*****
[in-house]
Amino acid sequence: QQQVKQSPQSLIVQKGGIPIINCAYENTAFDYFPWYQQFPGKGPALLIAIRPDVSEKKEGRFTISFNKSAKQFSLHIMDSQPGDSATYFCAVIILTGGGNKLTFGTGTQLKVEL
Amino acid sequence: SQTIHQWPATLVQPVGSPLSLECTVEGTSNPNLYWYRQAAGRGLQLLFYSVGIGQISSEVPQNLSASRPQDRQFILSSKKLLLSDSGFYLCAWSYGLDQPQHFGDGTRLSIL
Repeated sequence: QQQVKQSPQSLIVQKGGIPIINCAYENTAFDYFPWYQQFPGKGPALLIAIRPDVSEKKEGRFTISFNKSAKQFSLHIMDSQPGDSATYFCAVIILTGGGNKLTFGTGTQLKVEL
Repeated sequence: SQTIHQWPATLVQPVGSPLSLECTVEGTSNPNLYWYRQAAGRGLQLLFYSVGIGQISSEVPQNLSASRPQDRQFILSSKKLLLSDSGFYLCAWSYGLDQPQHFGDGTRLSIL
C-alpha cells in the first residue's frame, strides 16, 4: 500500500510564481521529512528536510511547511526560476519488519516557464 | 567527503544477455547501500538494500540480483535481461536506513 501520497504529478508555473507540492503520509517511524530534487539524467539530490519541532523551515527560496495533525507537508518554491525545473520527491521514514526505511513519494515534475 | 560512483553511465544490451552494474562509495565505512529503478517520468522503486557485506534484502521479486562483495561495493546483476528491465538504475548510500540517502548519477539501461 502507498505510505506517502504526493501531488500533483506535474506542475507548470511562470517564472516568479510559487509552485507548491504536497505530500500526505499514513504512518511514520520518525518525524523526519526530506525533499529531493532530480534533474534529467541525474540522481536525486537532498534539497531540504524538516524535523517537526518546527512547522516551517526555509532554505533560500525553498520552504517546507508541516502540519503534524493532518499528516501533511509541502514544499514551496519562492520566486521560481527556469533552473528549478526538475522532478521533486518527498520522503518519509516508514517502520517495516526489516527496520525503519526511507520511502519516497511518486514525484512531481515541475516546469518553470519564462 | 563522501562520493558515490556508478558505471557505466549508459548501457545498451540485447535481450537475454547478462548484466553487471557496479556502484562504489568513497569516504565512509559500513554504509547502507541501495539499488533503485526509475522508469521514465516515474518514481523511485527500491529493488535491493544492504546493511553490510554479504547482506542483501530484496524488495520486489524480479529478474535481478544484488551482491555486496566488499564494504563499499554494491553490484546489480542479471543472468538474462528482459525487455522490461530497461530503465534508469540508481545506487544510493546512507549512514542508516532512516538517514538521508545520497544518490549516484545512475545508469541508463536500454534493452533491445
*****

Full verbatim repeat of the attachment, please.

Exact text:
[in-house]
Amino acid sequence: QQQVKQSPQSLIVQKGGIPIINCAYENTAFDYFPWYQQFPGKGPALLIAIRPDVSEKKEGRFTISFNKSAKQFSLHIMDSQPGDSATYFCAVIILTGGGNKLTFGTGTQLKVEL
Amino acid sequence: SQTIHQWPATLVQPVGSPLSLECTVEGTSNPNLYWYRQAAGRGLQLLFYSVGIGQISSEVPQNLSASRPQDRQFILSSKKLLLSDSGFYLCAWSYGLDQPQHFGDGTRLSIL
Repeated sequence: QQQVKQSPQSLIVQKGGIPIINCAYENTAFDYFPWYQQFPGKGPALLIAIRPDVSEKKEGRFTISFNKSAKQFSLHIMDSQPGDSATYFCAVIILTGGGNKLTFGTGTQLKVEL
Repeated sequence: SQTIHQWPATLVQPVGSPLSLECTVEGTSNPNLYWYRQAAGRGLQLLFYSVGIGQISSEVPQNLSASRPQDRQFILSSKKLLLSDSGFYLCAWSYGLDQPQHFGDGTRLSIL
C-alpha cells in the first residue's frame, strides 16, 4: 500500500510564481521529512528536510511547511526560476519488519516557464 | 567527503544477455547501500538494500540480483535481461536506513 501520497504529478508555473507540492503520509517511524530534487539524467539530490519541532523551515527560496495533525507537508518554491525545473520527491521514514526505511513519494515534475 | 560512483553511465544490451552494474562509495565505512529503478517520468522503486557485506534484502521479486562483495561495493546483476528491465538504475548510500540517502548519477539501461 502507498505510505506517502504526493501531488500533483506535474506542475507548470511562470517564472516568479510559487509552485507548491504536497505530500500526505499514513504512518511514520520518525518525524523526519526530506525533499529531493532530480534533474534529467541525474540522481536525486537532498534539497531540504524538516524535523517537526518546527512547522516551517526555509532554505533560500525553498520552504517546507508541516502540519503534524493532518499528516501533511509541502514544499514551496519562492520566486521560481527556469533552473528549478526538475522532478521533486518527498520522503518519509516508514517502520517495516526489516527496520525503519526511507520511502519516497511518486514525484512531481515541475516546469518553470519564462 | 563522501562520493558515490556508478558505471557505466549508459548501457545498451540485447535481450537475454547478462548484466553487471557496479556502484562504489568513497569516504565512509559500513554504509547502507541501495539499488533503485526509475522508469521514465516515474518514481523511485527500491529493488535491493544492504546493511553490510554479504547482506542483501530484496524488495520486489524480479529478474535481478544484488551482491555486496566488499564494504563499499554494491553490484546489480542479471543472468538474462528482459525487455522490461530497461530503465534508469540508481545506487544510493546512507549512514542508516532512516538517514538521508545520497544518490549516484545512475545508469541508463536500454534493452533491445